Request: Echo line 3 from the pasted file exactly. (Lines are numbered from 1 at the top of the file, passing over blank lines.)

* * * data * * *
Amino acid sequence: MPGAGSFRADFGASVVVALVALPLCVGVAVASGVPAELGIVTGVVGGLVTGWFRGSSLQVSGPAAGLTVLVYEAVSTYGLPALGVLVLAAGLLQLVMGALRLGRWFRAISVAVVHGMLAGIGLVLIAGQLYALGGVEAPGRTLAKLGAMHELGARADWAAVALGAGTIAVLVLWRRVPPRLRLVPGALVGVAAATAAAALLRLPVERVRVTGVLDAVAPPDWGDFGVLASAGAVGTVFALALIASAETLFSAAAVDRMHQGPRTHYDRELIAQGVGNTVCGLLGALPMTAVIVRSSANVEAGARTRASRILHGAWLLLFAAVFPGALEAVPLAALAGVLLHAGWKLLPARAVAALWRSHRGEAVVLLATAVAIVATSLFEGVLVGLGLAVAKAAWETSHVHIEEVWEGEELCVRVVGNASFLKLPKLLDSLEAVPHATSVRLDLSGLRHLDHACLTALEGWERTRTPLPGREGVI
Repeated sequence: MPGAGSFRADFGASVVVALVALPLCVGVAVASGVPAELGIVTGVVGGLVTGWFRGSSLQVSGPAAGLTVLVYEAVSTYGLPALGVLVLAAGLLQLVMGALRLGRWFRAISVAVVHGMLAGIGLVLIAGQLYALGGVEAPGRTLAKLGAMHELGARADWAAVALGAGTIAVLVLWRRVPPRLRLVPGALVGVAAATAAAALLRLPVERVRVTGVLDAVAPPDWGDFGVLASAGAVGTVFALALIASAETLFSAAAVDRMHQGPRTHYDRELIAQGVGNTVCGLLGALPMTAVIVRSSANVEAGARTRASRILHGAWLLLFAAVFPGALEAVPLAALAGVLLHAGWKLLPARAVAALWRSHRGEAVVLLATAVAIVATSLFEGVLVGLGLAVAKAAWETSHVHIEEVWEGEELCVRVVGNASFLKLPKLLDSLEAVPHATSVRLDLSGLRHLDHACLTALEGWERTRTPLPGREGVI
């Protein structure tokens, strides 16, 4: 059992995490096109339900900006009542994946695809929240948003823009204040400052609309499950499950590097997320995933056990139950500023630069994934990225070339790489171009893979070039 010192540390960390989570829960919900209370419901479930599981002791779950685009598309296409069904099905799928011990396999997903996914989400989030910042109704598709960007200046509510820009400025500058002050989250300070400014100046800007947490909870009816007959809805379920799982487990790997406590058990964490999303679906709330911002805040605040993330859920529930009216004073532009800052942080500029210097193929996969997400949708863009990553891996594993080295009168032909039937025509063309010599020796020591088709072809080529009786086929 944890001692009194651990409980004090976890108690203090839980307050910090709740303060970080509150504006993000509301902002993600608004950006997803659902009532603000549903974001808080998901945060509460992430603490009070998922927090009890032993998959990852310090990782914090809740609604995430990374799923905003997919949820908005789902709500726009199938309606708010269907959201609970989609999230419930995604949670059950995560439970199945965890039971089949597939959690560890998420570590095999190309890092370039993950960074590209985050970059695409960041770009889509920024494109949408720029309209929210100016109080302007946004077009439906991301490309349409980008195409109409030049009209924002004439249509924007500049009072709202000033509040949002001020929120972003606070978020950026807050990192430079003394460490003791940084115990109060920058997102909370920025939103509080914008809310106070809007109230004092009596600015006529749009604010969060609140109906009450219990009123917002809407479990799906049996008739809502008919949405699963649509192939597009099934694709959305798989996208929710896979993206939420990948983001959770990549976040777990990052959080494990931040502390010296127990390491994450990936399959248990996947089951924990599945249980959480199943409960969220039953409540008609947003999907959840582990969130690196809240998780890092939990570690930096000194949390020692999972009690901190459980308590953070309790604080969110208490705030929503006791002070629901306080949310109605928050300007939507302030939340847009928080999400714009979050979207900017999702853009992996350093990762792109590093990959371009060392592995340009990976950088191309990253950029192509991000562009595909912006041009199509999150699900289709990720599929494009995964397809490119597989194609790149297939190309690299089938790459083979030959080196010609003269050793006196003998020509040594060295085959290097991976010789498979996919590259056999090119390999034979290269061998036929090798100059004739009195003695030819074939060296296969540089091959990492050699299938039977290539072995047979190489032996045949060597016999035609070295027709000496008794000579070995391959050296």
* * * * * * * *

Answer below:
């Protein structure tokens, strides 16, 4: 059992995490096109339900900006009542994946695809929240948003823009204040400052609309499950499950590097997320995933056990139950500023630069994934990225070339790489171009893979070039 010192540390960390989570829960919900209370419901479930599981002791779950685009598309296409069904099905799928011990396999997903996914989400989030910042109704598709960007200046509510820009400025500058002050989250300070400014100046800007947490909870009816007959809805379920799982487990790997406590058990964490999303679906709330911002805040605040993330859920529930009216004073532009800052942080500029210097193929996969997400949708863009990553891996594993080295009168032909039937025509063309010599020796020591088709072809080529009786086929 944890001692009194651990409980004090976890108690203090839980307050910090709740303060970080509150504006993000509301902002993600608004950006997803659902009532603000549903974001808080998901945060509460992430603490009070998922927090009890032993998959990852310090990782914090809740609604995430990374799923905003997919949820908005789902709500726009199938309606708010269907959201609970989609999230419930995604949670059950995560439970199945965890039971089949597939959690560890998420570590095999190309890092370039993950960074590209985050970059695409960041770009889509920024494109949408720029309209929210100016109080302007946004077009439906991301490309349409980008195409109409030049009209924002004439249509924007500049009072709202000033509040949002001020929120972003606070978020950026807050990192430079003394460490003791940084115990109060920058997102909370920025939103509080914008809310106070809007109230004092009596600015006529749009604010969060609140109906009450219990009123917002809407479990799906049996008739809502008919949405699963649509192939597009099934694709959305798989996208929710896979993206939420990948983001959770990549976040777990990052959080494990931040502390010296127990390491994450990936399959248990996947089951924990599945249980959480199943409960969220039953409540008609947003999907959840582990969130690196809240998780890092939990570690930096000194949390020692999972009690901190459980308590953070309790604080969110208490705030929503006791002070629901306080949310109605928050300007939507302030939340847009928080999400714009979050979207900017999702853009992996350093990762792109590093990959371009060392592995340009990976950088191309990253950029192509991000562009595909912006041009199509999150699900289709990720599929494009995964397809490119597989194609790149297939190309690299089938790459083979030959080196010609003269050793006196003998020509040594060295085959290097991976010789498979996919590259056999090119390999034979290269061998036929090798100059004739009195003695030819074939060296296969540089091959990492050699299938039977290539072995047979190489032996045949060597016999035609070295027709000496008794000579070995391959050296």